The Cycle of Ba’al – Tablet 4

Description

The legend of Ba’al also called the Ba’al cycle was found over the span of six clay tablets and during the first five seasons of excavations following the discovery of the ancient city of Ugarit (In present day Syria) in 1926. The tablets are dated to c. 1500 BCE but are thought to have been a written record of a much older story passed down by oral transmission. (*)

The epic was composed of (2,350 lines in 1,500 poetic verses [Pardee (1997]), engraved with cuneiform Ugaritic script and was written In a style called narrative poetry featuring a number of gods from Canaanite-Phoenician pantheon in which Ba’al the fertility god and his lover Anat play a central role.

The main theme of the story speaks about the struggle between the fertility god Ba’al and the evil powers of chaos, the death of the fertility god and his resurrection yet defeat them over again.

The Baʿal Cycle series of stories are summarized as:

  • Yamwants to rule over the other gods and be the most powerful of all

  • Baʿal Hadad opposes Yam and slays him

  • Baʿal Hadad, with the help of Anathand Athirat, persuades El to allow him a palace

  • Baʿal Hadad commissions Kothar-wa-Khasisto build him a palace.

  • King of the gods and ruler of the world seeks to subjugate Mot

  • Mot kills Baʿal Hadad

  • Anath brutally kills Mot, grinds him up and scatters his ashes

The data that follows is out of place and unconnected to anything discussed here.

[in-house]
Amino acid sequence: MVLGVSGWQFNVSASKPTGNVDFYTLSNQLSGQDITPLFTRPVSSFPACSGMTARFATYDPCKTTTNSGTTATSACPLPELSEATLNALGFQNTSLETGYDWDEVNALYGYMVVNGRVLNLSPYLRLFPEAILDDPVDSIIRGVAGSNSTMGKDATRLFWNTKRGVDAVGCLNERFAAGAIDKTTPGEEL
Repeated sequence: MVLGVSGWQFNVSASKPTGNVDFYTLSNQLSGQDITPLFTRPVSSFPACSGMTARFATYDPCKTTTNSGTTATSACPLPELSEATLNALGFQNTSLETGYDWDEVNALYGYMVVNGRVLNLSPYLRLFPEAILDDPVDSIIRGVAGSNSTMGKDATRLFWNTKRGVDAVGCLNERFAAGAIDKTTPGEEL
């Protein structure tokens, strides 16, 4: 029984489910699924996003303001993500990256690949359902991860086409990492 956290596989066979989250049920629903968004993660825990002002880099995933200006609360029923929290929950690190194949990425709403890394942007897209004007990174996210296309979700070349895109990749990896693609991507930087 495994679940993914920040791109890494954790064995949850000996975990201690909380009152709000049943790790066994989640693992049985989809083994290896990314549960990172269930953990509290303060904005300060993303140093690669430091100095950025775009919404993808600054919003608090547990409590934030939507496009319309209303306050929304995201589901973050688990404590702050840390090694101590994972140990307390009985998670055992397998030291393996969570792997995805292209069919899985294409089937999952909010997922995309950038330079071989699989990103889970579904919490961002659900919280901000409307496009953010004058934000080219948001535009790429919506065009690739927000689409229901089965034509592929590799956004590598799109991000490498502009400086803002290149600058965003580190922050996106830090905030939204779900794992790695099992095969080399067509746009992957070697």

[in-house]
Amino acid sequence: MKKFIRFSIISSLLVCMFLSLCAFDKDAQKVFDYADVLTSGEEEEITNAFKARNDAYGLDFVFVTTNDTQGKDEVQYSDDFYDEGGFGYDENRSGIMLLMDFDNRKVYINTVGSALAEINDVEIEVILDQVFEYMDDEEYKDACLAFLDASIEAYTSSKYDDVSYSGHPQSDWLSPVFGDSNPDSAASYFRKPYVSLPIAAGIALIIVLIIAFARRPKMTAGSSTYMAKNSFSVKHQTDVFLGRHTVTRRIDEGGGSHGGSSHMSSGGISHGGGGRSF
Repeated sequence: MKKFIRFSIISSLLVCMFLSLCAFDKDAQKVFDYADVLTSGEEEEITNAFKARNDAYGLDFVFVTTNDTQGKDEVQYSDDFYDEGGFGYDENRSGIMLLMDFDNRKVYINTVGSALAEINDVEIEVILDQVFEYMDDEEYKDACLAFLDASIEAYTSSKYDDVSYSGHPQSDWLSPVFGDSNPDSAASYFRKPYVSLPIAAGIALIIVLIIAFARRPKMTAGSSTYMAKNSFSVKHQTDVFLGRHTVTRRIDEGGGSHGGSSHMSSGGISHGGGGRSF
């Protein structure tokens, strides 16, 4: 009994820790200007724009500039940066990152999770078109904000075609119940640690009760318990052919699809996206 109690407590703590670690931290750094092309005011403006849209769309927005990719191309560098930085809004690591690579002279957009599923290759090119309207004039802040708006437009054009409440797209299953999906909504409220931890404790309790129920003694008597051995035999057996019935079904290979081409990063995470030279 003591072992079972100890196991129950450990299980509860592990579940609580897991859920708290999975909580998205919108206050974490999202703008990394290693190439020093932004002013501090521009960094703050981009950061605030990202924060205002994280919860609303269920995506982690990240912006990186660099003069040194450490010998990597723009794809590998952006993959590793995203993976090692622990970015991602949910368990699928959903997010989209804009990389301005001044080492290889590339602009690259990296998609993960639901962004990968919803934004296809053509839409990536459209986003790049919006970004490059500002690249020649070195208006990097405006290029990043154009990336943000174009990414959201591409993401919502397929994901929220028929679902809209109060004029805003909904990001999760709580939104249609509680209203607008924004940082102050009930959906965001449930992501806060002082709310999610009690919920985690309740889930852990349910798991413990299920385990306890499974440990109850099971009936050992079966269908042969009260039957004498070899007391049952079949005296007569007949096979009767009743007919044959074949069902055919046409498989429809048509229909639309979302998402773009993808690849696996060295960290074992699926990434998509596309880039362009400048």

• Baʿal Hadad returns to Mount Saphon

  • Mot, having recovered from being ground up and scattered, challenges Baʿal Hadad

  • Baʿal Hadad refuses; Mot submits

  • Baʿal Hadad rules again

Tablet four, in most part, recounts the planning and building of Baal’s palace. It describes the employment of both Kawthar and Khasis the builders of the Gods to construct Ba’al’s palace;

“Depart, Kothar-wa-Hasisu. Hurry, build a house.
Hurry, raise a palace. Hurry, build a house.
Hurry, start raising a palace
in the midst of the high places of Sapanu,
the house holding 1,000 fields.
the palace holding 10,000 plots.” (CTA 4 v 50-57)

The texts also describes Ba’al’s call to his lover Anat’s; the text goes

“To me let your feet run,
to me let your legs hurry;
as I have a word of which I would tell you,
a matter of which I would relate to you;
words of wood and whispers of stone, conversations of the heavens with the earth,
the deep with the stars.” (CTA 3 iii 19-25)

Interpretation

The death of Baʿal and the reign of Mot has been regarded as a seasonal myth, marking Baʿal as a vegetation god whose death and rebirth is responsible for the Levant‘s summer drought and autumn rains. However, Oldenburg argues against this, saying it instead represents “a special catastrophe of drought and infertility when the rain does not come in its season”.

  • Site: Ugarit (Ras-Shamra)

  • Date: C 1400-1500 BC

  • Material: Backed clay

  • Item Dimensions:

  • Archaeological Mission: French archaeological mission ( Claude F. A. Schaeffer) 1926 – 1932

  • National Museum Of Aleppo (2011) – Museum Number: Aleppo

  • Index Code: Alp 0187

Excavation Site Location

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